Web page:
of the all-party parliamentary group on Zimbabwe.
Although the government has pledged not to remove Zimbabweans from the UK,
two immigration judges have approved Phiri's removal on the grounds he
entered the country on a Malawian passport. Phiri, who grew up in Zimbabwe,
insists he acquired the Malawian passport when he fled his native country
after being tortured by Robert Mugabe's supporters.
Malawian immigration officials have told journalists Phiri will be arrested
when he enters the country and prosecuted for obtaining a passport
fraudulently. "Due to overcrowding in Malawi prisons, we will hand him to
the Zimbabwe authorities," one said.
Hoey said: "The Zimbabwean community in the UK feels very strongly that Luka
is a Zimbabwean and, as soon as I heard that he had been detained, I urged
the Home Office to halt his deportation. I pointed out that Luka has been a
vocal critic of Mugabe in London and is bound to be known to the Harare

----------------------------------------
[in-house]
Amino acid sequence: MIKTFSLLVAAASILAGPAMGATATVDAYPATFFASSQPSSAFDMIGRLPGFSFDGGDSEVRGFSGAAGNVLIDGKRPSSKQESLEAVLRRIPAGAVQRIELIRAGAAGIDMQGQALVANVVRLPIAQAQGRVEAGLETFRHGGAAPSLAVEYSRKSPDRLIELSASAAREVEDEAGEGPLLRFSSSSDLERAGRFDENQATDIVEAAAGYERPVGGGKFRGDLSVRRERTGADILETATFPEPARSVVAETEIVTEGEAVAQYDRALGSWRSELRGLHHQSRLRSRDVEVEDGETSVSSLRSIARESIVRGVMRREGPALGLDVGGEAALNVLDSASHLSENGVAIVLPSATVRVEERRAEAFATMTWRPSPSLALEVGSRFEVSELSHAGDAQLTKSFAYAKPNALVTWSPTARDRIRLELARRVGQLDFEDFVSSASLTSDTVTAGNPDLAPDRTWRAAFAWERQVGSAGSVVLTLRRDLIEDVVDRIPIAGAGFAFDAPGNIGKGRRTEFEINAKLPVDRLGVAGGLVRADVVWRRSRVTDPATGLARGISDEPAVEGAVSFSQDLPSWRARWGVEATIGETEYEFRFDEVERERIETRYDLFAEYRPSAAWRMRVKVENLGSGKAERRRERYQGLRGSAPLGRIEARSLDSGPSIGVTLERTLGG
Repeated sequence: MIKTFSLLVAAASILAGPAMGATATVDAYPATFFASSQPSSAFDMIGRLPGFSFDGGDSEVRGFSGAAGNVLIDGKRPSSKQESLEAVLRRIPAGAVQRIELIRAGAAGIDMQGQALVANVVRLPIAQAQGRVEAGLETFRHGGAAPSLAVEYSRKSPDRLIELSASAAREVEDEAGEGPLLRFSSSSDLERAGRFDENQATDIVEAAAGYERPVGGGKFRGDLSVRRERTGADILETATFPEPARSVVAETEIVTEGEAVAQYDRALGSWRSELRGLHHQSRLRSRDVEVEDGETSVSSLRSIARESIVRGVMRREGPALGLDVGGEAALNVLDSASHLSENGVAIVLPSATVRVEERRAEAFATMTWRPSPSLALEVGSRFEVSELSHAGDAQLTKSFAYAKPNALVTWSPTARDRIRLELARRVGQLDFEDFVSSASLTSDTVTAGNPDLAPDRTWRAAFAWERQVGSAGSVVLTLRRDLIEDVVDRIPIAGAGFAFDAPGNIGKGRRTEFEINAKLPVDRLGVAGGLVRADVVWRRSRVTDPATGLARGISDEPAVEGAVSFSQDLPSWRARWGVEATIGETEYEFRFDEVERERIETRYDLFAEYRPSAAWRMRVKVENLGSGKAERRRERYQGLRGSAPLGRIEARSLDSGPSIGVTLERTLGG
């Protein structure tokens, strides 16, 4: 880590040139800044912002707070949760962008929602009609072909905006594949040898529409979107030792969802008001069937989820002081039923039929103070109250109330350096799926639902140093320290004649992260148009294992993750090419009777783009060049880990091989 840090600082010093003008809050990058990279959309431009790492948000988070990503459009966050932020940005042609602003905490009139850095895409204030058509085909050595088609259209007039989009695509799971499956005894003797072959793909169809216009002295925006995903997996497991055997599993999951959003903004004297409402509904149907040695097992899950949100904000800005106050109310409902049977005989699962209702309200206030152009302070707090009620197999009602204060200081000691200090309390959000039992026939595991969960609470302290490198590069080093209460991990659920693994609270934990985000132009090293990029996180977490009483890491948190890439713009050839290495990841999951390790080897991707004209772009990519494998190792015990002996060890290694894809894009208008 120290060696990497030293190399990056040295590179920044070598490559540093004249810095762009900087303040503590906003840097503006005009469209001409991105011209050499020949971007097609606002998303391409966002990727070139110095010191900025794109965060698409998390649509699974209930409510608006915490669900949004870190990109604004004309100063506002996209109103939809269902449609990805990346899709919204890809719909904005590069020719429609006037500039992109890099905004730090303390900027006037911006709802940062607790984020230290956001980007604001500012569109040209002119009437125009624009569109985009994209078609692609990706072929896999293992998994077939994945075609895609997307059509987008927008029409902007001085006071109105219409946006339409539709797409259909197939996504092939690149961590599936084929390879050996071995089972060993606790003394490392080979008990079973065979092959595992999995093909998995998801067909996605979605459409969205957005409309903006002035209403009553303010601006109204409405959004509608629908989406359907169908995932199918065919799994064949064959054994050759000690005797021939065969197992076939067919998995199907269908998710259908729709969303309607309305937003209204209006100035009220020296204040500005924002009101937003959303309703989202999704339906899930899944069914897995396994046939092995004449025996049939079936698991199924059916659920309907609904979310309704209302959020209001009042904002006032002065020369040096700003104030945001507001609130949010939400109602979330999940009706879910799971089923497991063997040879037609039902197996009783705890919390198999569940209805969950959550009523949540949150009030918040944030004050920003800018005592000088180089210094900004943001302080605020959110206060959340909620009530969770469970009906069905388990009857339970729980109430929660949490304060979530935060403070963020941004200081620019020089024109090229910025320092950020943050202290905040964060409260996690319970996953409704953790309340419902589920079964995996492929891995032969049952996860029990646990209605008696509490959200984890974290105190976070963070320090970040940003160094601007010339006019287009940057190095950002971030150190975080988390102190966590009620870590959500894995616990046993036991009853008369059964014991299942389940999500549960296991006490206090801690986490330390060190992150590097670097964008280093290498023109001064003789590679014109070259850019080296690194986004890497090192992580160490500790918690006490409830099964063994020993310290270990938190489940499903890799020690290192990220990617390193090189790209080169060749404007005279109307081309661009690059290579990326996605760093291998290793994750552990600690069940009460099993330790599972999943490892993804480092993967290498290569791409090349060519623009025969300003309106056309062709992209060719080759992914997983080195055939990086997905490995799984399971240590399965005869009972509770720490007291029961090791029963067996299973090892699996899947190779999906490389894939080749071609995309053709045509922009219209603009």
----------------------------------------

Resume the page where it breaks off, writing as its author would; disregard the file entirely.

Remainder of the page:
Phiri's deportation order is now the subject of a judicial review.
A massive Vigil – perhaps the biggest one we have ever had, apart from special occasions. At the close, when we joined hands to sing Nkosi Sikelele Africa, people were standing three deep right around the Embassy piazza.
Perhaps it was developments at home that prompted the big turnout. Or it might have been insecurity following the detention and threatened deportation of Luka Phiri of the Vigil Management Team.
Certainly there was much discussion of the news that Tsvangirai had returned home for party consultations ahead of a SA-facilitated meeting with Mugabe and the reconvening of Parliament. We are outside the Embassy every Saturday whatever the season and, battling the cold in the fading light, we despaired as all the chefs in Southern Africa took a month off for Christmas to stuff themselves while people died of cholera or starved or were beaten to death. Anyway we trust our chefs are sufficiently refreshed to put in a couple of days work before the country closes down for the celebrations marking Comrade Mugabe’s 85th birthday.